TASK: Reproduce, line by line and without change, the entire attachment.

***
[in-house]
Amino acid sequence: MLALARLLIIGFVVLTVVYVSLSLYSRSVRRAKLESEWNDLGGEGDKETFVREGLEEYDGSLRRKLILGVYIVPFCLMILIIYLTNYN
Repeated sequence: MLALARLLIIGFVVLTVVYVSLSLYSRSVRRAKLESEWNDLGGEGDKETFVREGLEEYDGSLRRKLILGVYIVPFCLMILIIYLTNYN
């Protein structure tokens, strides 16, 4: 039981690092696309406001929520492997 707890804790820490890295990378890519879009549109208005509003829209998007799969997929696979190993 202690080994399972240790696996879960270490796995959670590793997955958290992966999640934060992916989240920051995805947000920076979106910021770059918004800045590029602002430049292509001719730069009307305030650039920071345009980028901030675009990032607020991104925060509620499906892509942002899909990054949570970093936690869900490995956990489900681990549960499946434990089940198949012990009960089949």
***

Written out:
[in-house]
Amino acid sequence: MLALARLLIIGFVVLTVVYVSLSLYSRSVRRAKLESEWNDLGGEGDKETFVREGLEEYDGSLRRKLILGVYIVPFCLMILIIYLTNYN
Repeated sequence: MLALARLLIIGFVVLTVVYVSLSLYSRSVRRAKLESEWNDLGGEGDKETFVREGLEEYDGSLRRKLILGVYIVPFCLMILIIYLTNYN
């Protein structure tokens, strides 16, 4: 039981690092696309406001929520492997 707890804790820490890295990378890519879009549109208005509003829209998007799969997929696979190993 202690080994399972240790696996879960270490796995959670590793997955958290992966999640934060992916989240920051995805947000920076979106910021770059918004800045590029602002430049292509001719730069009307305030650039920071345009980028901030675009990032607020991104925060509620499906892509942002899909990054949570970093936690869900490995956990489900681990549960499946434990089940198949012990009960089949």